Baclofen antagonises intravenous self-administration of γ-hydroxybutyric acid in mice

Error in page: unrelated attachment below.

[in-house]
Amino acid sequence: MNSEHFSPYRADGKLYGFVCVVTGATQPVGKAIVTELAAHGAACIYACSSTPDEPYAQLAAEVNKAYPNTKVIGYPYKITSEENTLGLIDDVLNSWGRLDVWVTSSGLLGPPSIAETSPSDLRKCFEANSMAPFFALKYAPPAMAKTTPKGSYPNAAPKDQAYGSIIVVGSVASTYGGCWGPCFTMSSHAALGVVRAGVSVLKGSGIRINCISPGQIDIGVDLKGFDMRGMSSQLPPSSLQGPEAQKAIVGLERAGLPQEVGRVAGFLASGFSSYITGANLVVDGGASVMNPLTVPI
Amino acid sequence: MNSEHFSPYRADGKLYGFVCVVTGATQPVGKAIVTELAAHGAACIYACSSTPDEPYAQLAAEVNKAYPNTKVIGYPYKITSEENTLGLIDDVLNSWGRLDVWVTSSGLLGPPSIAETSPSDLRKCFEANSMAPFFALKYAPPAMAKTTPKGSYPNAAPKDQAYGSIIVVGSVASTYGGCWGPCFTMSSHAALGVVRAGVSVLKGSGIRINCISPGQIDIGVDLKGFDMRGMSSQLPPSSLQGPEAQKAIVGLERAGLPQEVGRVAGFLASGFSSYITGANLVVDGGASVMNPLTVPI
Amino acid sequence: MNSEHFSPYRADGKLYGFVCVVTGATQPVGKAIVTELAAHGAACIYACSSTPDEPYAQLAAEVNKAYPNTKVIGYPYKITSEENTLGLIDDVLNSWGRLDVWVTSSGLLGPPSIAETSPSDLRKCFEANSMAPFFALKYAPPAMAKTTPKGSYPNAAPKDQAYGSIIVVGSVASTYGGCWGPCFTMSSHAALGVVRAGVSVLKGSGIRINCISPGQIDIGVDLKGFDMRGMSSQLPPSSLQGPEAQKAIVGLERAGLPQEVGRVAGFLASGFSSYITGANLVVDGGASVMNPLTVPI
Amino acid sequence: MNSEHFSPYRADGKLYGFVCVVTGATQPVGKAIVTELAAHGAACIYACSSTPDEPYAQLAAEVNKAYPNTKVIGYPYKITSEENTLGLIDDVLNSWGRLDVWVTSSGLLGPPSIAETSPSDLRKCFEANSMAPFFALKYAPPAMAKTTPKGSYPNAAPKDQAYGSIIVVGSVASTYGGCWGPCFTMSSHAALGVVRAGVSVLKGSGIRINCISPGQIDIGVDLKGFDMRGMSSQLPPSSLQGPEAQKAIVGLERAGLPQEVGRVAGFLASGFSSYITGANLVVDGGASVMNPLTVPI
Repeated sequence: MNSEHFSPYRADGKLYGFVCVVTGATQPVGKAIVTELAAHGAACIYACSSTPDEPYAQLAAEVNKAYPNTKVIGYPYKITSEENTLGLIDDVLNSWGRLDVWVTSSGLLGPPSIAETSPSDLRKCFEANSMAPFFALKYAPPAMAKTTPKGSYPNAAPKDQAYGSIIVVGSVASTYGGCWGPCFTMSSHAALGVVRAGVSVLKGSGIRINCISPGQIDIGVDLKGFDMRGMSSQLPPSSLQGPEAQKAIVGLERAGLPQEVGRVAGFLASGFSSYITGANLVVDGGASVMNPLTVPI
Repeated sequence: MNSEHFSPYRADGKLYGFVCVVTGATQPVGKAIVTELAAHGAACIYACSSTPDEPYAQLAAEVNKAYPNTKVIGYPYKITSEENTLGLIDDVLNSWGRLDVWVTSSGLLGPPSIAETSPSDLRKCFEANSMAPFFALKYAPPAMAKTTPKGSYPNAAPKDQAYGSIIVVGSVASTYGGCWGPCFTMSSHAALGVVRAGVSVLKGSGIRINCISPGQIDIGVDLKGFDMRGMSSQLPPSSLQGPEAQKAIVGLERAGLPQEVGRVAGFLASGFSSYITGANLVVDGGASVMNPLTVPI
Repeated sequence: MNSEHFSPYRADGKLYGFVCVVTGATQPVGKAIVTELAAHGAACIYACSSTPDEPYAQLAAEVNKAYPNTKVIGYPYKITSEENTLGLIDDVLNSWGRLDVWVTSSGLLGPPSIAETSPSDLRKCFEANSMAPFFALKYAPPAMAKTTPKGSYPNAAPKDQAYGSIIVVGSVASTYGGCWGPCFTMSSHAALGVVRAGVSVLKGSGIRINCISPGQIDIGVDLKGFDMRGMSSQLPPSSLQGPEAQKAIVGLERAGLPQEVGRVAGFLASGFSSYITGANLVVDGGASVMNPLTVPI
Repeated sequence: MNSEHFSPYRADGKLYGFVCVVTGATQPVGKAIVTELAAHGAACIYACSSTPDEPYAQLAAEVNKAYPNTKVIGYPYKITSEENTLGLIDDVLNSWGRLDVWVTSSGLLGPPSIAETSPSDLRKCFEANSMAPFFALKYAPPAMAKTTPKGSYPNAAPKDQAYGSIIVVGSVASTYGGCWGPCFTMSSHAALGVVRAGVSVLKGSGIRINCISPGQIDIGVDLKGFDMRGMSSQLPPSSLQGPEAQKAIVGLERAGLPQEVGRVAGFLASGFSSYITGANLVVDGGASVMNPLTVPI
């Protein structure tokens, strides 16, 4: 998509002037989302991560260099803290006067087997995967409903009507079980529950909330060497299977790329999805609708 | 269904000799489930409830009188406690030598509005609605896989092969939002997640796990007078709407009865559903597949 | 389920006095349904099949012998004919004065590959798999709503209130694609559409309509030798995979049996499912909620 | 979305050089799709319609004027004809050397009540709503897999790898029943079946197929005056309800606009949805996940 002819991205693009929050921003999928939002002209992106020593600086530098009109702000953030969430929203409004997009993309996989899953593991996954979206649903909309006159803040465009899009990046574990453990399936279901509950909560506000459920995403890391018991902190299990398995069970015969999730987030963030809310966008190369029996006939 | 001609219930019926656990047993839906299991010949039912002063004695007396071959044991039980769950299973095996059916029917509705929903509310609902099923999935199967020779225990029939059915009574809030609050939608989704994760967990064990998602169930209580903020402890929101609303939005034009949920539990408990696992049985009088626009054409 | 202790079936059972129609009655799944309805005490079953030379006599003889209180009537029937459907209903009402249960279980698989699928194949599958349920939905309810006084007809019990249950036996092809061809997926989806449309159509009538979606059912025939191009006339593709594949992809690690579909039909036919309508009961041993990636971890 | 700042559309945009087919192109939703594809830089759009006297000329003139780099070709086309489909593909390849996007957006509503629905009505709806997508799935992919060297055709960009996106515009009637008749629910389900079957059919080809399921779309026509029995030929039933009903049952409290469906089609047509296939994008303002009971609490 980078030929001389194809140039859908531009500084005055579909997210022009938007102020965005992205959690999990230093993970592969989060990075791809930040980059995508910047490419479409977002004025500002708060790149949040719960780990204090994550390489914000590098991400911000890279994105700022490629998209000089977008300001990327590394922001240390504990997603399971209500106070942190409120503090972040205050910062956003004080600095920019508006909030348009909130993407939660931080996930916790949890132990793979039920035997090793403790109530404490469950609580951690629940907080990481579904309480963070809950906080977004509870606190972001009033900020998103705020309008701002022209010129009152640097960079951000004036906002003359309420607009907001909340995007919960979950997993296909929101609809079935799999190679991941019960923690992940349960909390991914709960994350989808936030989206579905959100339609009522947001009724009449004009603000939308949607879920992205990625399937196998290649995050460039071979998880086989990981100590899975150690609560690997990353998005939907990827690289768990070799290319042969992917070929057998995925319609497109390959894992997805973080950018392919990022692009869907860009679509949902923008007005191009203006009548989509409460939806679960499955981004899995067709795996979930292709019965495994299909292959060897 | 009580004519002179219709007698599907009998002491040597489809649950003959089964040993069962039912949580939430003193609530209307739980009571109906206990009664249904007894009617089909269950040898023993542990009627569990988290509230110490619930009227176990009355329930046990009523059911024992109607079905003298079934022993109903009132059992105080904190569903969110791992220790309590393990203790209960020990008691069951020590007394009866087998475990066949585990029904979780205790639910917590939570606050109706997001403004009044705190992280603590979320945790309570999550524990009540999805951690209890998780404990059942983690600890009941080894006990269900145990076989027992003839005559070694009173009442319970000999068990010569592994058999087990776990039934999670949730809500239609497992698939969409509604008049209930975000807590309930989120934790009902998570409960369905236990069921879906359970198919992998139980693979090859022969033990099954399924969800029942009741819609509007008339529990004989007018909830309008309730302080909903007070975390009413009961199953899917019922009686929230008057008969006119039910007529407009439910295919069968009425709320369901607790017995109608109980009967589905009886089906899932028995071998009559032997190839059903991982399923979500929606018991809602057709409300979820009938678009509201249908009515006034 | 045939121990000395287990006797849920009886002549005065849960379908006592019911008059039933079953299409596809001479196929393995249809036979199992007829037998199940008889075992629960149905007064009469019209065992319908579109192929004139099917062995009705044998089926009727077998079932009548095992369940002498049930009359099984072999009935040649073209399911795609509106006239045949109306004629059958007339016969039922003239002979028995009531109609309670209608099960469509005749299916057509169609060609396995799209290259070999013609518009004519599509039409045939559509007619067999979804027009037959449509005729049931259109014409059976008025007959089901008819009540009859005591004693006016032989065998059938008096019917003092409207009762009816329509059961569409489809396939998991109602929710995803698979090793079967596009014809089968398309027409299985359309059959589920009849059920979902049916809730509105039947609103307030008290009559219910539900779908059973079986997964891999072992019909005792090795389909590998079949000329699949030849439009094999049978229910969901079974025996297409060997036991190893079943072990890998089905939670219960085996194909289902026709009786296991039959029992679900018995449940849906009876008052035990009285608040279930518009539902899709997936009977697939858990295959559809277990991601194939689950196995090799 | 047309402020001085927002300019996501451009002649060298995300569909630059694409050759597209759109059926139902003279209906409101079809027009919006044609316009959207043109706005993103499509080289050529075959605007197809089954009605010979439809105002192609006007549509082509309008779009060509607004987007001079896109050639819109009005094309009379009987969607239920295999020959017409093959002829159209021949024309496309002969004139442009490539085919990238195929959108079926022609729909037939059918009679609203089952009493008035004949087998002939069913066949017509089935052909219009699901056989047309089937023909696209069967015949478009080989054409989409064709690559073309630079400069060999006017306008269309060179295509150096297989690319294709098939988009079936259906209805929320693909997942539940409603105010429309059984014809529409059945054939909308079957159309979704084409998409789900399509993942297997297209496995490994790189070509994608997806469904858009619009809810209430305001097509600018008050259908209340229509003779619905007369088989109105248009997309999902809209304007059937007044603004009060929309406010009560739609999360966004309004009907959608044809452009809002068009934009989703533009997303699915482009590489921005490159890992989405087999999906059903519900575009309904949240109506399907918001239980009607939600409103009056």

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γ-Hydroxybutyric acid (GHB) is a widely used recreational drug known to exert positive reinforcing effects in animals and humans. The GABAB receptor agonist baclofen has been proved to possess antimotivational effect and to inhibit alcohol, cocaine, heroin and nicotine intake. In the present study we evaluated the effect of baclofen on i.v. self-administration of GHB in drug-naive mice under a fixed-ratio (FR-1) schedule of reinforcement and nose-poking-like response as operandum. Results show that baclofen was able to completely prevent GHB seeking behaviour, decreasing the rate of responding to basal values, without showing any reinforcing properties when made contingent on nose-poking response. Our findings demonstrate that baclofen antagonises GHB i.v. self-administration, supporting an important role for the GABAB receptor in reward-related mechanisms underlying addictive behaviour.

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